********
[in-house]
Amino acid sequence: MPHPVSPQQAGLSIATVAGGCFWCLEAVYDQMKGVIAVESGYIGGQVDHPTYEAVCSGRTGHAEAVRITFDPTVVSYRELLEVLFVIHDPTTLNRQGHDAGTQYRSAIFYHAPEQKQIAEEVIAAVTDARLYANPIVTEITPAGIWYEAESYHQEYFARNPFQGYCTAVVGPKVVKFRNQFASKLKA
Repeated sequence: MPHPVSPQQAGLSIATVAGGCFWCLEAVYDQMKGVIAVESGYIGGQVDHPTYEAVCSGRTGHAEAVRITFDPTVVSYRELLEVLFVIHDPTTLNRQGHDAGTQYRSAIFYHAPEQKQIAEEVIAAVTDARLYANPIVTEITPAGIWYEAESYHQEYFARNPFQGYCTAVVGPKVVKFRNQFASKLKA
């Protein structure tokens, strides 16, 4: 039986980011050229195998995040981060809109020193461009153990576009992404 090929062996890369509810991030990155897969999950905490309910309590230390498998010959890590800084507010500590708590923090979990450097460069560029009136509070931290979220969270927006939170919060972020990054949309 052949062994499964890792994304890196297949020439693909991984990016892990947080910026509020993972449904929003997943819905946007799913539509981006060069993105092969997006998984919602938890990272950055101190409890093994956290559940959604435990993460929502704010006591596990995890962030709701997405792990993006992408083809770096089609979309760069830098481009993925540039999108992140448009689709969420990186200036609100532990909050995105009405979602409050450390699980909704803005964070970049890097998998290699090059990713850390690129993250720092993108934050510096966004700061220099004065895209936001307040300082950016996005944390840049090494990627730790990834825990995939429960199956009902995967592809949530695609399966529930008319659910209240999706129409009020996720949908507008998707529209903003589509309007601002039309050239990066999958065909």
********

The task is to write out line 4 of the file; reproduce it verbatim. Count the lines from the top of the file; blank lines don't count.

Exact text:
């Protein structure tokens, strides 16, 4: 039986980011050229195998995040981060809109020193461009153990576009992404 090929062996890369509810991030990155897969999950905490309910309590230390498998010959890590800084507010500590708590923090979990450097460069560029009136509070931290979220969270927006939170919060972020990054949309 052949062994499964890792994304890196297949020439693909991984990016892990947080910026509020993972449904929003997943819905946007799913539509981006060069993105092969997006998984919602938890990272950055101190409890093994956290559940959604435990993460929502704010006591596990995890962030709701997405792990993006992408083809770096089609979309760069830098481009993925540039999108992140448009689709969420990186200036609100532990909050995105009405979602409050450390699980909704803005964070970049890097998998290699090059990713850390690129993250720092993108934050510096966004700061220099004065895209936001307040300082950016996005944390840049090494990627730790990834825990995939429960199956009902995967592809949530695609399966529930008319659910209240999706129409009020996720949908507008998707529209903003589509309007601002039309050239990066999958065909």